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Improving equitable access to health care through increasing patient and public involvement in prioritisation decisions

Improving equitable access to health care through increasing patient and public involvement in prioritisation decisions

Universal health care is now a common aspiration across the world. In Asia countries like South Korea and Thailand have laid a path to universal coverage, while China seeks to ascertain how it can meet the health care needs of a population of more than 1.3 billion people. In Latin America, post-authoritarian constitutions wrestle with the problem of how feasibly to achieve the goal of ensuring the right to health contained in their democratic constitutions. In Africa, decision makers seek to cope with extending health care to poor rural communities and excluded societal groups. In Europe, Australasia and Canada the demands of ageing populations and high cost pharmaceuticals challenge policy makers to ensure cost-effective delivery of care. Even in the United States, for so long the outlier among high income countries in its neglect of universal health care, decision makers are working out the implications of increasing the number of citizens with health insurance through the Affordable Care Act.

Priority setting is present in all of these cases, whether explicitly in institutions like health technology assessment agencies, or implicitly in the non-decisions through which choices are made about which interventions receive priority, and in which priorities exist in the privileges of the status quo or the hauling and pulling of interest groups, professional bodies and political partisans. Fairness in resource allocation will often require that existing allocations of resources are reviewed and in some instances reformed. It always requires scrutiny of the processes and outcomes associated with resource allocation to avoid arbitrary, bias, or inequitable decisions. But how is this to be done?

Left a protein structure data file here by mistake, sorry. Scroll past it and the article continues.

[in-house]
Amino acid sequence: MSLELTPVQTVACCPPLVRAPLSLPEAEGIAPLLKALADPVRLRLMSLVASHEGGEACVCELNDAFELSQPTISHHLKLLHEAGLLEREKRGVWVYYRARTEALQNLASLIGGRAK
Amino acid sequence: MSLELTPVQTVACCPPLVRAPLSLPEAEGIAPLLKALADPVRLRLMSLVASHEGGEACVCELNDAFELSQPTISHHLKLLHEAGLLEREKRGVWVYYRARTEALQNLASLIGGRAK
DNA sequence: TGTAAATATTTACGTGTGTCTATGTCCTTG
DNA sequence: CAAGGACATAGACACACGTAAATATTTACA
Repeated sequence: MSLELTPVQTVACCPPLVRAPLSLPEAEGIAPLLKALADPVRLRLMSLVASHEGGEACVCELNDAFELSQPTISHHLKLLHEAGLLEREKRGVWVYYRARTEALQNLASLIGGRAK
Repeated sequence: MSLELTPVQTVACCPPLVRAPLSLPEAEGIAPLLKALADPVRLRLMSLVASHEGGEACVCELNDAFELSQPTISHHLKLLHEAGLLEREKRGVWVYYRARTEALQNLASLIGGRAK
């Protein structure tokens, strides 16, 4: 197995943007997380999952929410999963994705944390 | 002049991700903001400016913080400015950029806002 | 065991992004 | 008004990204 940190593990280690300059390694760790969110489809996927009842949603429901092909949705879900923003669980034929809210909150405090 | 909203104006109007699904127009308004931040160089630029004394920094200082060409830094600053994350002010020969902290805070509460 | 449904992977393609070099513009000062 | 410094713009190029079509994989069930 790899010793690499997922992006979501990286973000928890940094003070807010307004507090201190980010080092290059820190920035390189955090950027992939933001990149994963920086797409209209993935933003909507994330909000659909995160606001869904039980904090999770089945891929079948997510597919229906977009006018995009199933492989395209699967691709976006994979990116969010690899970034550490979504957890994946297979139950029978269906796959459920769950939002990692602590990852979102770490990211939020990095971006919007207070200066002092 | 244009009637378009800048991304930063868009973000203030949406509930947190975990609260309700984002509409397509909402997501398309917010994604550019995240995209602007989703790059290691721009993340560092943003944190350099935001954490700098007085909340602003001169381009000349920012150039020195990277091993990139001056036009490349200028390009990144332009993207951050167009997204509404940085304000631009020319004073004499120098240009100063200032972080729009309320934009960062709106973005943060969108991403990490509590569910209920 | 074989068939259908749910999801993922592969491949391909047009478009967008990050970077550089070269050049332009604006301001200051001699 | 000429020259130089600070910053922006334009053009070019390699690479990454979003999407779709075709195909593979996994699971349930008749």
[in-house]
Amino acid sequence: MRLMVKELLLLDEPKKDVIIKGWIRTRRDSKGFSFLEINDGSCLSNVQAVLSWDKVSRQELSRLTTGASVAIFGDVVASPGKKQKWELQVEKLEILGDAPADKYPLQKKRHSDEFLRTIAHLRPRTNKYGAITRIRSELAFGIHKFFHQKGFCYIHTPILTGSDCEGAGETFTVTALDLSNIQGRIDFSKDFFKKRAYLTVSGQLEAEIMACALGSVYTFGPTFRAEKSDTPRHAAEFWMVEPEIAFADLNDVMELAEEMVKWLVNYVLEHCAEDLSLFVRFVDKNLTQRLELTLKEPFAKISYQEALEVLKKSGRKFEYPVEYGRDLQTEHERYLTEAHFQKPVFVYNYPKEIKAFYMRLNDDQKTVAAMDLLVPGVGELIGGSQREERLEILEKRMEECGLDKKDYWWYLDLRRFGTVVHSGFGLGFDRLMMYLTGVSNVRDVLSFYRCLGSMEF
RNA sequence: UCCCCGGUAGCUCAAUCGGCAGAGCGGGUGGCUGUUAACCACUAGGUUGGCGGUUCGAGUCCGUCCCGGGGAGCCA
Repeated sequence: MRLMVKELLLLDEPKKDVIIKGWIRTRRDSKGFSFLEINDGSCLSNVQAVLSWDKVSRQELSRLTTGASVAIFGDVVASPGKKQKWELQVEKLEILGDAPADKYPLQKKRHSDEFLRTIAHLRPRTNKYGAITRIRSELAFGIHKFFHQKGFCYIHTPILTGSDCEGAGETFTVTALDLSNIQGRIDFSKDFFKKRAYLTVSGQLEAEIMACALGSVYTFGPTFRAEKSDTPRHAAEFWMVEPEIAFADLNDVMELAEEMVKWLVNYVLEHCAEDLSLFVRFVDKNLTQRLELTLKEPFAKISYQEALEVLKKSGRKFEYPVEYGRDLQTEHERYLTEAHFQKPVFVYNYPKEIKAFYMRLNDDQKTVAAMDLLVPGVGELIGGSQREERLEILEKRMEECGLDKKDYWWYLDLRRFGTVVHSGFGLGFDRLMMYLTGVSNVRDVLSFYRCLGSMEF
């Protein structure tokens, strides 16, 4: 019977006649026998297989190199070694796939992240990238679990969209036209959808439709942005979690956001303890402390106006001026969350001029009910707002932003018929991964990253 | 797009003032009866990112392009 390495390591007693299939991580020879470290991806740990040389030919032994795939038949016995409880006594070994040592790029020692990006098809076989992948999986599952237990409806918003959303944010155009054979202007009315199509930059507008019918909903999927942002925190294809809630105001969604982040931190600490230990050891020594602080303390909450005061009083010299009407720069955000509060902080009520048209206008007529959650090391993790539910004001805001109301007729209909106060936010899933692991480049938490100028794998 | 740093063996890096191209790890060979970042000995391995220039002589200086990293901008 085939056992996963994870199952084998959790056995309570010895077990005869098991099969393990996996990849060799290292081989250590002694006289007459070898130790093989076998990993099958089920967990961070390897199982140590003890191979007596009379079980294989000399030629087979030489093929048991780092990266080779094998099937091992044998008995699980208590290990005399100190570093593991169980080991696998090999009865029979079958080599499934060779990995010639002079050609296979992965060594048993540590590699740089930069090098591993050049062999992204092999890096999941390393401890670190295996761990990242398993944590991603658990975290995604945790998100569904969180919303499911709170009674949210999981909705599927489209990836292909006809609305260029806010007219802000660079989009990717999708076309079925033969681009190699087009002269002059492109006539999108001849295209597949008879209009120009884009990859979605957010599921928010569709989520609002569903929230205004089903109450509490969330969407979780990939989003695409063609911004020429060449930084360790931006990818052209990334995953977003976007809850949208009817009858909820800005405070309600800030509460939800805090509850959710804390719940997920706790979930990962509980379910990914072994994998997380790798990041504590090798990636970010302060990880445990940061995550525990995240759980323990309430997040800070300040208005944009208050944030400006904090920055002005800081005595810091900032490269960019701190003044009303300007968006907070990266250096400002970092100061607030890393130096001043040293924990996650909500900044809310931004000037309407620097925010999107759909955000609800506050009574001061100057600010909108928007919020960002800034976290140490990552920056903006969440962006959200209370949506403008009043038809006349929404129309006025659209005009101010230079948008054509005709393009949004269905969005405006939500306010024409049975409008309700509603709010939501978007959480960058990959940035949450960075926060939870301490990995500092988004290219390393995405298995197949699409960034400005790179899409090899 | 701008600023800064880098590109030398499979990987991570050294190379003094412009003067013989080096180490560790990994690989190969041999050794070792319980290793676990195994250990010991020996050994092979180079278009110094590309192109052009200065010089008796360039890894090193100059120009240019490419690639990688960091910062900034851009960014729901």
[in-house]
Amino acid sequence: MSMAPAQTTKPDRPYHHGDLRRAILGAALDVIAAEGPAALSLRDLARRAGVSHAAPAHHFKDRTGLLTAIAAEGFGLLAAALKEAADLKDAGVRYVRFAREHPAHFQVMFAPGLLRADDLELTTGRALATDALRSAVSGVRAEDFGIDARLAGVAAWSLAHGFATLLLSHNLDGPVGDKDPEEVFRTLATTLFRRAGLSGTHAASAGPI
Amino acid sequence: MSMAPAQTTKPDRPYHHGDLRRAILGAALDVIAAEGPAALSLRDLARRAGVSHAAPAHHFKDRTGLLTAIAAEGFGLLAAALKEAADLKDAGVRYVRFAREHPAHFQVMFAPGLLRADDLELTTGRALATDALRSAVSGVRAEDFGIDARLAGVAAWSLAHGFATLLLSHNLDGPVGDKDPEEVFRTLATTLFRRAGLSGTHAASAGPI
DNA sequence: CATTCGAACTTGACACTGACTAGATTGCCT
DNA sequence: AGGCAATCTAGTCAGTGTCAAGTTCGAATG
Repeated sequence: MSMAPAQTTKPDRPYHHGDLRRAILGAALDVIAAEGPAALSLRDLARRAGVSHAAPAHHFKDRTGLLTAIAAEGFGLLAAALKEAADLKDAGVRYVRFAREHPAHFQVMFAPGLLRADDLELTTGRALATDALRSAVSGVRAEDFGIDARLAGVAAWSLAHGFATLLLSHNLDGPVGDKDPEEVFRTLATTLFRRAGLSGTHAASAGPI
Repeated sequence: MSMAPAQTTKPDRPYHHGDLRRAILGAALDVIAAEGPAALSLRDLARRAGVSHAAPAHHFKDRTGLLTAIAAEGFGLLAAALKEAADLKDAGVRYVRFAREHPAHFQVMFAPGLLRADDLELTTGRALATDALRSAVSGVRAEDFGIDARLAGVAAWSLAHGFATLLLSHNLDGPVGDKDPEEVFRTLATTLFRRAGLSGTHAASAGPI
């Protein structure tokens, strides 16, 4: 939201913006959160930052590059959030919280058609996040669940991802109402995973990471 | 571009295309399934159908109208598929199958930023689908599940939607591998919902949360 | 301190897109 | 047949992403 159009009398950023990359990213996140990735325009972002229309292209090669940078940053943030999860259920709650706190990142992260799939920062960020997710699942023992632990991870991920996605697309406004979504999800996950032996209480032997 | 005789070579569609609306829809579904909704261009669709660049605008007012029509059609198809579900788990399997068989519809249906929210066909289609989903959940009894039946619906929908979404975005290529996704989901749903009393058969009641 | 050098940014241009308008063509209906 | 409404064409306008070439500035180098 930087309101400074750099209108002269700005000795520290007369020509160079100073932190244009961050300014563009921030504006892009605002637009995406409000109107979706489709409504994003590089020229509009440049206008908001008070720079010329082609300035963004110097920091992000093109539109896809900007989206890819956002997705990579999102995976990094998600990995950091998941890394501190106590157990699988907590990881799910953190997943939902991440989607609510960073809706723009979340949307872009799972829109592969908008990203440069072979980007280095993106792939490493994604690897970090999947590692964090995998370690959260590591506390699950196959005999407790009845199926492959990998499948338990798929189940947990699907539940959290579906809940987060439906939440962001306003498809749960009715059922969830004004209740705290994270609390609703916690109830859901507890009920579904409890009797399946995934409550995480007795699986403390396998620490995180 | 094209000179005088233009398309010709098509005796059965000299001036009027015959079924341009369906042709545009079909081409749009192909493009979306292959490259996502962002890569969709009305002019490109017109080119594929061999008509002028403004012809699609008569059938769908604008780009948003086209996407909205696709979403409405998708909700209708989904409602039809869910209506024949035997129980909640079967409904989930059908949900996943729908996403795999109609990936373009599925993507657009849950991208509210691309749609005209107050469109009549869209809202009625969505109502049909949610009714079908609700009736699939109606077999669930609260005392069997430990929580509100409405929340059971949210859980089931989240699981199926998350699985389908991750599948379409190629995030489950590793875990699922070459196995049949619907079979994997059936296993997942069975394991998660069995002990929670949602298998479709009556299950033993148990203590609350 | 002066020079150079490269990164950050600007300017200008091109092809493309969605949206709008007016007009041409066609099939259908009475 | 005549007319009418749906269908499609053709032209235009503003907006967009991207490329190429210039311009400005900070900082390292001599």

The purpose of this ebook is to bring together the experience of different countries in relation to these issues. The papers originate in a week-long workshop held at the Brocher Foundation between 9 and 13 November 2015, which brought together participants from 13 countries to compare and contrast the role of public participation and priority setting. Country profiles compiled according to a standard protocol were presented, and analytical questions about public participation – its meaning, role and effectiveness – discussed. The result has been a collective achievement built upon the collaborative efforts of all those present at the workshop. We believe that the results challenge easy over-generalizations from too limited a range of cases in a very small number of largely high income countries.


Between consensus and contestation,Improving equitable access to health care through increasing patient and public involvement in prioritisation decisions,Introduction: priority setting, equitable access and public involvement in health care,Patterns of public participation: opportunity structures and mobilization from a cross-national perspective,Public involvement in health priority setting: future challenges for policy, research and society,Public participation in decision-making on the coverage of new antivirals for hepatitis C

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